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Articulating the Ineffable

The Voices of the Terrified
  • Charles P. Webel
Chapter
Part of the Twenty-first Century Perspectives on War, Peace, and Human Conflict book series (21CP)

Abstract

It began like any other day, but it would be a day like no other. In a moment, this “very Catholic,” 46-year-old Spanish nurse’s life would change forever, and not for the better.

Keywords

Human Condition Terrorist Attack Concentration Camp Holocaust Survivor Liberation Theology 
These keywords were added by machine and not by the authors. This process is experimental and the keywords may be updated as the learning algorithm improves.

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Notes

  1. 2.
    Judith Herman, Trauma and Recovery (New York: Basic Books, 1997), 1,33.Google Scholar
  2. 8.
    Phenomenology is a systematic, originally philosophical, approach for describing the lived experiences of embodied human beings in this world. It was initiated (as “pure, transcendental, descriptive,” and/or “genetic phenomenology”) by the German philosopher Edmund Husserl during the early twentieth century, and was further developed (as “existential phenomenology”) by his student Martin Heidegger and by the French philosophers Jean-Paul Sartre and Maurice Merleau-Ponty. Phenomenology has been “applied” to a wide range of fields in the human sciences, especially to psychology, psychiatry, and psychotherapy (by Rollo May, among others). Husserl’s writings are notoriously difficult, but not entirely incomprehensible. See, e.g., The Essential Husserl Basic Writings in Transcendental Phenomenology, ed. Don Welton (Bloomington and Indianapolis: Indiana University Press, 1999). Merleau-Ponty states that “phenomenology can be practiced and identified as a manner or style of thinking, that existed as a movement before arriving at complete awareness of itself as a philosophy…. We shall find in ourselves, and nowhere else, the unity and true meaning of phenomenology… is accessible only through a phenomenological method… to be a ‘descriptive psychology’…. The whole universe of science is built upon the world as directly experienced … we must begin by reawakening the basic experience of the world.” Maurice Merleau-Ponty, The Phenomenology of Perception (London and New York: Routledge, 2002), viii–ix. For psychological applications of philosophical phenomenology,Google Scholar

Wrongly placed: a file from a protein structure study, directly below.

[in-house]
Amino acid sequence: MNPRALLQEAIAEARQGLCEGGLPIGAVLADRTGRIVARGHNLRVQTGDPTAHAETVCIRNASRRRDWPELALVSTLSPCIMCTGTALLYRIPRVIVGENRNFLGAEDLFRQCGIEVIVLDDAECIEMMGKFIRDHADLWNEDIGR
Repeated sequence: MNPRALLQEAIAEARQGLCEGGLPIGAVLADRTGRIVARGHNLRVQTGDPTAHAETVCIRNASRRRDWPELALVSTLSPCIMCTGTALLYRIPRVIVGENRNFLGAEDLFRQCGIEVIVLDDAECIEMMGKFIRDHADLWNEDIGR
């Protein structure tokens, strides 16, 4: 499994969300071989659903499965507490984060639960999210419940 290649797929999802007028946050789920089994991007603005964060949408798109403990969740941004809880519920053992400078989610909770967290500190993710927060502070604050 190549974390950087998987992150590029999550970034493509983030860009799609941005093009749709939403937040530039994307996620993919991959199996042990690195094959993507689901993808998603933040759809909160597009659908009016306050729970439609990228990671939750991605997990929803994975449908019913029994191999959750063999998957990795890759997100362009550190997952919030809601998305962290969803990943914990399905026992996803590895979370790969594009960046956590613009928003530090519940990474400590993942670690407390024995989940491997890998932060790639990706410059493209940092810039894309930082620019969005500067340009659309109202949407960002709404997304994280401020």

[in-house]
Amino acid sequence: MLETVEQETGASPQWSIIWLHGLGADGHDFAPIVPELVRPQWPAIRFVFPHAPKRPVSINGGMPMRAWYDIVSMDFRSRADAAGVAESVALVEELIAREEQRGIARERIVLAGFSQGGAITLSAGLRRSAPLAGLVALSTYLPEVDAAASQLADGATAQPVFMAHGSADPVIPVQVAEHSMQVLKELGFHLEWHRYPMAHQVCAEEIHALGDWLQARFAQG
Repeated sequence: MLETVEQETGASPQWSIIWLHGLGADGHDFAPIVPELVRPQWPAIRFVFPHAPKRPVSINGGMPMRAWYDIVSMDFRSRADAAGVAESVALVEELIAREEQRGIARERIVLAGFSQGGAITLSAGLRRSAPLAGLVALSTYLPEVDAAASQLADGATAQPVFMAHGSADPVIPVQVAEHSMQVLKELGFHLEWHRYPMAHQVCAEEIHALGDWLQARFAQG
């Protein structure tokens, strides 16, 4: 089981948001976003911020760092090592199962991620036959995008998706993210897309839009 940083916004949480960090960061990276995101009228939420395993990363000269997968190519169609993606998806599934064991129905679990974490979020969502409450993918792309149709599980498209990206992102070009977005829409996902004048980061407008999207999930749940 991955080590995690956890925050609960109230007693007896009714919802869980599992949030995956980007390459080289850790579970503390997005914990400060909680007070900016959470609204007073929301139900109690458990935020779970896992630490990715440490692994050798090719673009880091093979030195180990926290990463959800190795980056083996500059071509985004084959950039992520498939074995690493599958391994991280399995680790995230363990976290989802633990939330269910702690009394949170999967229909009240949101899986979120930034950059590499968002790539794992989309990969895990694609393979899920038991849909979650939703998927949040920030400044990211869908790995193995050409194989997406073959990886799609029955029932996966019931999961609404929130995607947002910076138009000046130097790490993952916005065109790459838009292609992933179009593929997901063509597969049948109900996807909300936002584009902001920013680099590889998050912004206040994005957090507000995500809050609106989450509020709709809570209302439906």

3. see Rollo May, Ernest Angel, and Henri F. Ellenberger, eds., Existence A New Dimension in Psychiatry and Psychology (New York: Simon and Schuster Clarion Books, 1958);Google Scholar
  4. Amedeo Giorgi, ed., Phenomenology and Psychological Research (Pittsburgh: Duquesne University Press, 1985);Google Scholar
  5. and Steiner Kvale, Interviews: An Introduction to Qualitative Research Interviewing (Thousand Oaks and London: Sage Publications, 1996).Google Scholar
  6. 31.
    Ibid. For the history of bombing during war, see Sven Lindquist, A History of Bombing, trans. Linda Haverty Rugg (New York: The New Press, 2001). For a comprehensive—and controversial—account of the allied bombing of Germany during World War II,Google Scholar
  7. see Jorg Fischer, Der Brand Deutschland im Bombenkrieg 1940–45 (Munich: Propylaen Verlag, 2002).Google Scholar
  8. Also see W.G. Sebald, On the Natural History of Destruction, trans. Anthea Bell (New York: Random House, 2003), vii–104. For an ethical analysis of bombing in general, and of the allied bombings of Germany (where over 600,000 civilians died between 1940 and 1945 because of that bombing) and Japan, see Jonathan Glover, Humanity A Moral History of the Twentieth Century (New Haven: Yale University Press), 64–116.Google Scholar
  9. 40.
    “DUD,” interview with author, Amsterdam, Netherlands, May 6, 2003. On the Holocaust, see Raul Hilberg’s classic works Perpetrators Victims Bystanders The Jewish Catastrophe 1933–45 (New York: HarperPerennial, 1992), and The Destruction of the European Jews (New York: New Viewpoints, 1973),Google Scholar
  10. as well as Eric A. Johnson, Nazi Terror The Gestapo, Jews, and Ordinary Germans (New York: Basic Books, 2000)Google Scholar
  11. 51.
    See Hilberg, Perpetrators Victims Bystanders, 45, and Eric A. Johnson, Nazi Terror, for details about the “concentration” (labor/death) camps, and the respective roles played by Germans and their supporters. For more details about the killers and killing, also see Christopher R. Browning, Ordinary Men Reserve Police Battalion 101 and the Final Solution in Poland (New York: HarperPerennial, 1998)Google Scholar
  12. and Daniel Jonah Goldhagen, Hitler’s Willing Executioners Ordinary Germans and the Holocaust (New York: Vintage Books, 1997).Google Scholar

Copyright information

© Charles P. Webel 2004

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  • Charles P. Webel

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